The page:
The Legend of a Zelda
is a saga of formulas. Before we even start to play each game, we know more or less what we are going to find: multiple temples from where we have to retrieve powerful artifacts or rescue important people, exciting battles against colossal enemies at the end of each of them, very peculiar items to aid us on our journey through Hyrule… The good thing is that this franchise knows how to introduce just the right amount of innovation on each installment so that we’ll feel that each adventure is a brand new one. And every time they succeed at this. We remember Wind Waker because of its sea travel, Majora’s Mask because of the moon falling from the sky, Skyward Sword because of the sky world, and so on. These innovations are not only good, but they are what gives this saga its vitality, what makes each game so fun to play. The adventures, while being similar gameplay-wise, are never quite the same. We can all agree that these new mechanics are usually good. This article will be about the kind of innovations that I really hope never get included in the Zelda saga, for they could very well alienate the fanbase and make the experience less enjoyable.
The first of all, as many are expecting, is DLC and microtransactions. If there is anything I hate in video games nowadays is exactly that; the fact that you don’t buy the whole product when you spend 40~60$ on a game. It doesn’t matter if it’s a new character, a new piece of music or even whole scenarios—some video game companies will find a way to extort as much money from the gamer as they can. I remember buying Final Fantasy Theathrhythm for 40€ and then finding, to my horror, that I had to spend another 56€ just on DLC—without which the game feels so incomplete. We’re talking about spending more on DLC than you have spent on the actual game. That is as shameless as it gets, and there are even other cases that are even worse. The worst of it all is, Aonuma has taken this measure into consideration, a measure not many people would love to see. Of course, there are some games that have pulled off DLC in such a way that it feels justified and right, and if anyone can do such a thing, that would be Nintendo. However, I’m still leaning strongly against DLC in Zelda.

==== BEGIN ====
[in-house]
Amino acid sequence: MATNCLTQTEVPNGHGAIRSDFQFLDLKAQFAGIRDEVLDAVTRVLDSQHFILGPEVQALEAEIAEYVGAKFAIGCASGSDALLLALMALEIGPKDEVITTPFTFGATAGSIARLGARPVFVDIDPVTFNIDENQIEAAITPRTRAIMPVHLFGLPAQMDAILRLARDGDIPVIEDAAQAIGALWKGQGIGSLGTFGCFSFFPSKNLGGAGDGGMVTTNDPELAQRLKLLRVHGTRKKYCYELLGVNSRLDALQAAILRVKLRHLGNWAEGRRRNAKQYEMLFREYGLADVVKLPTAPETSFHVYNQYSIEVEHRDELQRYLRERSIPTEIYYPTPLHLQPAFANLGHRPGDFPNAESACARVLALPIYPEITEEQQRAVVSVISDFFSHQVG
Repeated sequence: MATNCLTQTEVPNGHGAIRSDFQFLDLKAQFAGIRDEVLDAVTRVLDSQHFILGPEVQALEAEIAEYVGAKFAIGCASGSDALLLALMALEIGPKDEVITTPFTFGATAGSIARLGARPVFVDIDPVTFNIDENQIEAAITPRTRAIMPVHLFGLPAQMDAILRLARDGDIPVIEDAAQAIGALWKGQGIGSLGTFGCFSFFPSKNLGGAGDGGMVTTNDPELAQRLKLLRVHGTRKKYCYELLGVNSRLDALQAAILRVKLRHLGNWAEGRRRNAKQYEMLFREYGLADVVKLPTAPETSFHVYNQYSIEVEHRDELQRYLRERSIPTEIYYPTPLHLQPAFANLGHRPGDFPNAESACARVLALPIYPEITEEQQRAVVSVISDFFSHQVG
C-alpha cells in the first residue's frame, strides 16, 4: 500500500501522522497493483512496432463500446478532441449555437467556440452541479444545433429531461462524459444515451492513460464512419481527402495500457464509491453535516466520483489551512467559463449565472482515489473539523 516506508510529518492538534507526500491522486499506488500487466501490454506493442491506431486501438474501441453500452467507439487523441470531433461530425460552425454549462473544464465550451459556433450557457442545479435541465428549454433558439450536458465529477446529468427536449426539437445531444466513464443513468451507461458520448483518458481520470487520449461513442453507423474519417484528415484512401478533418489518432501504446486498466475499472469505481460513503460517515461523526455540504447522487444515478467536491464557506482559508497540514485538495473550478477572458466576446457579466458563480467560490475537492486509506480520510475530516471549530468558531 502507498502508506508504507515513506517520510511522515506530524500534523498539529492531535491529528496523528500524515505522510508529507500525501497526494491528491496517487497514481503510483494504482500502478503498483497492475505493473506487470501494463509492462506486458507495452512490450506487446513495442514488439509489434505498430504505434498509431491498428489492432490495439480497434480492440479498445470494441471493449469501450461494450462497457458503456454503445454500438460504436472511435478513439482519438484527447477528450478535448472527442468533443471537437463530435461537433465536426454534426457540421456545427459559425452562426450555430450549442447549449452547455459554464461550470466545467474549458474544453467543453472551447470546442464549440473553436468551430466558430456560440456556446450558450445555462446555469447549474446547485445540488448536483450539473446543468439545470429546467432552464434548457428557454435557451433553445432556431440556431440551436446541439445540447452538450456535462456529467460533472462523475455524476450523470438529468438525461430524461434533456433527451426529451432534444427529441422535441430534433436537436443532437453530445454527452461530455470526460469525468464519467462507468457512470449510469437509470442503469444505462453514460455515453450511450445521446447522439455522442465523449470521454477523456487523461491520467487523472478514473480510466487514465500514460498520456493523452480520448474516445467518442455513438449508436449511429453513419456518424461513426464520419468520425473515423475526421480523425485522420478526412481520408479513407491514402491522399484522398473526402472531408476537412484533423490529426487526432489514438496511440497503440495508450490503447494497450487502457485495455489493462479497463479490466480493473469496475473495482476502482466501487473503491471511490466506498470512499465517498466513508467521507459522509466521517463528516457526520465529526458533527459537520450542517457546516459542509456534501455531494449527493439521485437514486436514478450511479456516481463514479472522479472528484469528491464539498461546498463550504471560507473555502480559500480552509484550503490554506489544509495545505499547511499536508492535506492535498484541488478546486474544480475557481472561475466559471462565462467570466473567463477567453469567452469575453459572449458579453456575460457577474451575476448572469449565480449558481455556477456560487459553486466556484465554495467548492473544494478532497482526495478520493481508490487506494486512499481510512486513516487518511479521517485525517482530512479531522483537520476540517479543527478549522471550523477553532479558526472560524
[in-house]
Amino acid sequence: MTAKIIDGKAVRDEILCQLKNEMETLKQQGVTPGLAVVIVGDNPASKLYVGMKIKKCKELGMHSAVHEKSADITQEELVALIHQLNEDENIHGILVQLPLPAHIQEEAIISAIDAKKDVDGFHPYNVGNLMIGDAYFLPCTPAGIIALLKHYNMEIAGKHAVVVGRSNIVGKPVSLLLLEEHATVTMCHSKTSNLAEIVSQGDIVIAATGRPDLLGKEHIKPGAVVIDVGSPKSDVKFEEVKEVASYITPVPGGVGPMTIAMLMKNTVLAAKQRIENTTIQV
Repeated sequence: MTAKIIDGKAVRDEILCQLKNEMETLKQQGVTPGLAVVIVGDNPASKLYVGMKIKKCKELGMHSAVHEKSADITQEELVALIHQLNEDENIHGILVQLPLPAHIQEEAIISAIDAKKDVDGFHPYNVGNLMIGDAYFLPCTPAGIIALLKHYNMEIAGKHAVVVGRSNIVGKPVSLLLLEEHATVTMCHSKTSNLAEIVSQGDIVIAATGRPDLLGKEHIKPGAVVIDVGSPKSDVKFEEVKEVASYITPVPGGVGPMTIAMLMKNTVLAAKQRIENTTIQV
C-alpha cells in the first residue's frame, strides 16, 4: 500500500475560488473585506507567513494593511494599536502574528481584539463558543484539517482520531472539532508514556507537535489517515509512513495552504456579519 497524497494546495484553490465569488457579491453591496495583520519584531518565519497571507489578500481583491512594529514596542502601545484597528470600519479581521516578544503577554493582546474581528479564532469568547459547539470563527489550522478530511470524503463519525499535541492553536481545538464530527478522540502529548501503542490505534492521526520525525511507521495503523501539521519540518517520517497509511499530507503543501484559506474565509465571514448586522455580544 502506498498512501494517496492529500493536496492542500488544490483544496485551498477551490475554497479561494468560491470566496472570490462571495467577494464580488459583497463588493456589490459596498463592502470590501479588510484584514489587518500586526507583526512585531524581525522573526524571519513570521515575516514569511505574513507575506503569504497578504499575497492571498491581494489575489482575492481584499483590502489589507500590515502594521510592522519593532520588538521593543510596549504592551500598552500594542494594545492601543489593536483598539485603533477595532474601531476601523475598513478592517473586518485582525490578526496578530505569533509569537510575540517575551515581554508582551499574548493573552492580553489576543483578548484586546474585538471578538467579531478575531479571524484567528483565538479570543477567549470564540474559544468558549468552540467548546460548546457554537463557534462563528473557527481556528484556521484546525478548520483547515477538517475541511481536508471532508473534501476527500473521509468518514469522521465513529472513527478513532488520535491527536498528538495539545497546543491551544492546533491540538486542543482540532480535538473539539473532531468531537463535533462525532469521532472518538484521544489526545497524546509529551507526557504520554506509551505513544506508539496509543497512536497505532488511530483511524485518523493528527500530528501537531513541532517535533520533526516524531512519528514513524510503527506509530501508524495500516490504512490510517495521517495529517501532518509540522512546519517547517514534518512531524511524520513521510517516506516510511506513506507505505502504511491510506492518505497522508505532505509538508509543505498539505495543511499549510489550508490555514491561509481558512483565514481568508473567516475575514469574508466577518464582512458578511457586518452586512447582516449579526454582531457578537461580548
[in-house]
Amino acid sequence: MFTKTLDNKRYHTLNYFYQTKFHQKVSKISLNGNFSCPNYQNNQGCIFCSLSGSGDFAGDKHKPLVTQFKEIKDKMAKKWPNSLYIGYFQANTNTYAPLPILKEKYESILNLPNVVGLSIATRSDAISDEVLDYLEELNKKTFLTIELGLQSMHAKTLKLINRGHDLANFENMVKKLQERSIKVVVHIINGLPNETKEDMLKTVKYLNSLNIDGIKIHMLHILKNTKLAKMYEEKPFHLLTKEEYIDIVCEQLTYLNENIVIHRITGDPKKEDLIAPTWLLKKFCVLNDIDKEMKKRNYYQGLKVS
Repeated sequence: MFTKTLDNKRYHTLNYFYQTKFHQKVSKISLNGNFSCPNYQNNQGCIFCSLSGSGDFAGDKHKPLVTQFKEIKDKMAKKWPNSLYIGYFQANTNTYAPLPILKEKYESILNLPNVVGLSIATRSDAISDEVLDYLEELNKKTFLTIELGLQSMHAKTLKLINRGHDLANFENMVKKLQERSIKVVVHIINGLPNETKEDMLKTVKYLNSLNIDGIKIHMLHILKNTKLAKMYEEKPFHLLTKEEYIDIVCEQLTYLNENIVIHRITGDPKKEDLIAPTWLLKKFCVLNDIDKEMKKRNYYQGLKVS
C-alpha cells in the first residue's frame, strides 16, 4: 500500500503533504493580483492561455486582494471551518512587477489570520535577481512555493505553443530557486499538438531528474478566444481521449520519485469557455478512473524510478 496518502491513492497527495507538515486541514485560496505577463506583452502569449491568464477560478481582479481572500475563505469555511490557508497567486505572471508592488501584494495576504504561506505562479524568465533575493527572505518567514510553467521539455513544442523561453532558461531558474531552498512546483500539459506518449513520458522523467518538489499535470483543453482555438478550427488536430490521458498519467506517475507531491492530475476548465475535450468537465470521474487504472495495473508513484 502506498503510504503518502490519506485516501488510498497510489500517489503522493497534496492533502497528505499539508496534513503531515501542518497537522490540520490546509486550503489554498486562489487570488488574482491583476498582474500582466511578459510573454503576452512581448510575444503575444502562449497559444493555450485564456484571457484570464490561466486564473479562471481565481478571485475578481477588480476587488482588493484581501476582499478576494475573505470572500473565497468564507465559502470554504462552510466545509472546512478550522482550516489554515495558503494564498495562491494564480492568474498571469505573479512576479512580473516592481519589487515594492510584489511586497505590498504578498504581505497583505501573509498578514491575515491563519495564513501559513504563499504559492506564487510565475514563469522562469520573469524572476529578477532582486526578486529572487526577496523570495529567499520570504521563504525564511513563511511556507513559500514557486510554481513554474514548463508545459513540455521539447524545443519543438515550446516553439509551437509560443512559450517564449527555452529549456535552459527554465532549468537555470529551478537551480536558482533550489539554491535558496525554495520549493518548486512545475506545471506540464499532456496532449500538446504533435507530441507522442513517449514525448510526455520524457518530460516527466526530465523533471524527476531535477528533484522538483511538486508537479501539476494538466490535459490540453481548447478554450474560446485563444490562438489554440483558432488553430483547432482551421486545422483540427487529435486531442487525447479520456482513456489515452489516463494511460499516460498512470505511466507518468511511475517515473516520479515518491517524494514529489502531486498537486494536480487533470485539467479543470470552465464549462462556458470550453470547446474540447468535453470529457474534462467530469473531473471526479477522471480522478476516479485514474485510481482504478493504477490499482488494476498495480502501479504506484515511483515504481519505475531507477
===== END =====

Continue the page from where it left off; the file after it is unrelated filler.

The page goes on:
Another big concern of mine is if Nintendo enters the cell phone and tablet market. From where I stand, Nintendo games are meant to be played on a console, either a home console or a portable one. Now, I get how lucrative this business is, but we have already seen how Square Enix has been turned into a money-grubbing producer of really underwhelming games with the Final Fantasy name just to sell as much as they possibly can. These games usually have very poor quality and are full of microtransactions, and that’s not to say that the controls wouldn’t feel right in comparison to a 3DS or Wii U controller. I feel that The Legend of Zelda needs a level of quality that can simply not be achieved on the cell phone and tablet hardware. Here’s hoping that Nintendo will stay clear of that market.